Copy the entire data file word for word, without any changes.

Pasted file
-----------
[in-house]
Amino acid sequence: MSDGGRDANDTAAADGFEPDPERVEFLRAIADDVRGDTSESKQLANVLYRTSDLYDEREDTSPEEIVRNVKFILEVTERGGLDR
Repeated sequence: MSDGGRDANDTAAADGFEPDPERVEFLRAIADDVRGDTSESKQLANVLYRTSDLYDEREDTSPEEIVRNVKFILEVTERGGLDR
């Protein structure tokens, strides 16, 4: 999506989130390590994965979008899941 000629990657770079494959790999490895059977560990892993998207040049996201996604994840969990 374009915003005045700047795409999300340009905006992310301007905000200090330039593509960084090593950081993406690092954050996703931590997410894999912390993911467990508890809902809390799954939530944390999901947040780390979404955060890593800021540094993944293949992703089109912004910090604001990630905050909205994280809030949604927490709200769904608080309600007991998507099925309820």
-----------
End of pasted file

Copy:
[in-house]
Amino acid sequence: MSDGGRDANDTAAADGFEPDPERVEFLRAIADDVRGDTSESKQLANVLYRTSDLYDEREDTSPEEIVRNVKFILEVTERGGLDR
Repeated sequence: MSDGGRDANDTAAADGFEPDPERVEFLRAIADDVRGDTSESKQLANVLYRTSDLYDEREDTSPEEIVRNVKFILEVTERGGLDR
């Protein structure tokens, strides 16, 4: 999506989130390590994965979008899941 000629990657770079494959790999490895059977560990892993998207040049996201996604994840969990 374009915003005045700047795409999300340009905006992310301007905000200090330039593509960084090593950081993406690092954050996703931590997410894999912390993911467990508890809902809390799954939530944390999901947040780390979404955060890593800021540094993944293949992703089109912004910090604001990630905050909205994280809030949604927490709200769904608080309600007991998507099925309820």